He looked up and asked Te Rangitu what was happening.
"He says it's amazing, no one is looking at any of the other stands everyone is standing around watching this.
"That night everybody in there was all focused on what was happening underneath bone and a piece of stick. One brown-skinned guy crouched over another brown-skinned guy writing his ancient stories and histories into his skin."
Hone says he proudly wears tribal ink and he loves all his pieces, but there is something special about wearing moko on his face.
"The mataora guides you in to the future and tiwhana protects you and looks after you on your journey," he says.
I ask Hone what it was like when he looked in the mirror for the first time after his mataora and tiwhana were completed? He smiles.
"I fell in love with myself. I looked in the mirror and I thought 'holy heck' honestly. I fell in love with my mataora. I love all of my others but there's just something different about my mataora and tiwhana."
He says moko is sacred.
"Moko is more than a tattoo. A tattoo is nothing more than an image of something but moko is a living breathing language. It's the history and stories of your own family."
Te Rangitu Netana
Te Rangitu Netana has been practising the art of tā moko for 29 years.
He is based in Buckinghamshire in the United Kingdom but hails from Kaikohe.
Te Rangitu says his interest piqued after his family moved to Auckland, but it was after receiving his first tā moko at 17 that he thought about becoming a practitioner of the art.
"There wasn't anyone that did tā moko and so I had to kind of go to an existing tattoo shop and it was really Dad that designed everything, and that's when the question of it came up to me."
Te Rangitu says receiving that moko "opened things up" for him.
At the time, Kaikohe wasn't the greatest place for young men and choices were limited, he says.
A lot of his friends and cousins were looking at gangs and drugs and Te Rangitu admits he had a pretty low self-esteem.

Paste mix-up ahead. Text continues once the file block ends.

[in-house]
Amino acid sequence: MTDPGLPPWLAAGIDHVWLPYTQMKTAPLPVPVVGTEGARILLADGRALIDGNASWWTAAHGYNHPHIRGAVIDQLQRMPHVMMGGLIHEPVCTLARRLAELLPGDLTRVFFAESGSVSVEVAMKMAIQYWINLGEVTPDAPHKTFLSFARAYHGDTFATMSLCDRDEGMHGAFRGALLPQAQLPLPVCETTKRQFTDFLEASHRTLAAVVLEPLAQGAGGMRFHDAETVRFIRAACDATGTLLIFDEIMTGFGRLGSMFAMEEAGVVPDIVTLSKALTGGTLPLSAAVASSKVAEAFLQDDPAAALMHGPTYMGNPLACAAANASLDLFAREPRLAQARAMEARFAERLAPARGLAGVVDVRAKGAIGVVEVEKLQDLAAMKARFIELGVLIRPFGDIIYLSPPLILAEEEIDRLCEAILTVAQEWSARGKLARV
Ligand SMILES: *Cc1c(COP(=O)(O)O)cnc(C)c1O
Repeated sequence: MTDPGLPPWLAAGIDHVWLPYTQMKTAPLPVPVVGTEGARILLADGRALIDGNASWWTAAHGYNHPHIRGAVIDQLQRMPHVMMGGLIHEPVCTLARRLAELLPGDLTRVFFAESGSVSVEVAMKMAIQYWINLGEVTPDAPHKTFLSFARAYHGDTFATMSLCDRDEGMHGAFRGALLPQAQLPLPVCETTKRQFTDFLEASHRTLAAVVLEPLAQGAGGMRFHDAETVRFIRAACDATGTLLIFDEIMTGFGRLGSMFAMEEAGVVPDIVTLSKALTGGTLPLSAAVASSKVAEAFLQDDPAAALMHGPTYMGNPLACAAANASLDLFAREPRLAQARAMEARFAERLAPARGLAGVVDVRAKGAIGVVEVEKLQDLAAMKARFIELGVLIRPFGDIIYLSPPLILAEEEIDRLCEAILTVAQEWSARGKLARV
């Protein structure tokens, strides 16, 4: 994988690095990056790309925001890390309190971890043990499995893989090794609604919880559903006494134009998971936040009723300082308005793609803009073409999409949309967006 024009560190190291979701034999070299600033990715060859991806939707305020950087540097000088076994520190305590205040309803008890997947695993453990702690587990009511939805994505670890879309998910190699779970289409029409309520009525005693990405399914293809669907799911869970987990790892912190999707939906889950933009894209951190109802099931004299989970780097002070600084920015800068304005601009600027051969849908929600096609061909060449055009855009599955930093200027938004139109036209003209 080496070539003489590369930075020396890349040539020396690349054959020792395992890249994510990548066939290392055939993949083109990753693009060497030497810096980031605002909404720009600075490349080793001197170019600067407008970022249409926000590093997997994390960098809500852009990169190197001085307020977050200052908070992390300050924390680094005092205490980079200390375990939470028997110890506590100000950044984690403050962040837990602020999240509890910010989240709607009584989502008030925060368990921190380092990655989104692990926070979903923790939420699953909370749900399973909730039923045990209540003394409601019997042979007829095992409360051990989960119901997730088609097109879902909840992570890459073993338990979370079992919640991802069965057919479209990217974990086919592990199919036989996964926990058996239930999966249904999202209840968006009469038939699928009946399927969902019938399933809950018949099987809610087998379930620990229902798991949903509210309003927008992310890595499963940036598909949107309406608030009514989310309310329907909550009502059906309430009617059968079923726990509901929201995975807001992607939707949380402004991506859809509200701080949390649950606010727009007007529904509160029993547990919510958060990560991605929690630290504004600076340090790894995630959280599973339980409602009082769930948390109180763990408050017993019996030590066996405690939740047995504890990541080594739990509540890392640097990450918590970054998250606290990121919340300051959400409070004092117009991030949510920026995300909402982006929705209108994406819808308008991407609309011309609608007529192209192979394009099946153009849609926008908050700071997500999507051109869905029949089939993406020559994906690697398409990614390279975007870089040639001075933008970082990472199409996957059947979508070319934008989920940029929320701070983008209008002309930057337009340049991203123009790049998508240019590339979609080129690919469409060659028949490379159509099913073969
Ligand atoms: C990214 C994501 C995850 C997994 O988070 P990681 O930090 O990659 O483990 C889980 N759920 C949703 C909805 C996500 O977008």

"My upbringing being from a staunch Māori family - I took that for granted until I received my moko. It kind of brought me back to a way of thinking about my tūpuna and who my tūpuna were, and who I was as a person.
"It empowered me and it gave me a chance to actually say no to a lot of things that were influences around us, and that's when I made the decision that that's what I wanted - especially for my cousins and my relations," he says.
But becoming a tā moko artist wasn't straight forward.
He started formulating his own plan - the first step was to get an apprenticeship at a tattoo studio. This wasn't easy as many had gang affiliations, Te Rangitu says.
"I kept on the low and I learned how to sterilise and build the machine and make needles and I had to be clever about it. At the same time there was a lot of dodginess around it and it taught me what I don't want to do."
As soon as he finished his apprenticeship he knew he was leaving it to the dust.
"I needed to learn the tools and stuff like that. The machines they were alright but for me I actually wanted to learn more about traditional tools."
Te Rangitu was eager and keen to learn. He ended up meeting renowned Samoan tattooist Paulo Sulape at a show and struck up a conversation with him.
Te Rangitu started visiting his house a lot and they became friends.
"I was a bit of a stalker I reckon. I was hungry for that information and at the time there wasn't many people that were even doing tā moko."
Te Rangitu would also hitchhike up and down the motu (country) to different wānanga to feed his hunger to learn.
There he was able to listen to tā moko artists like Gordon Hatfield, Laurie Nicholas and Derek Lardelli.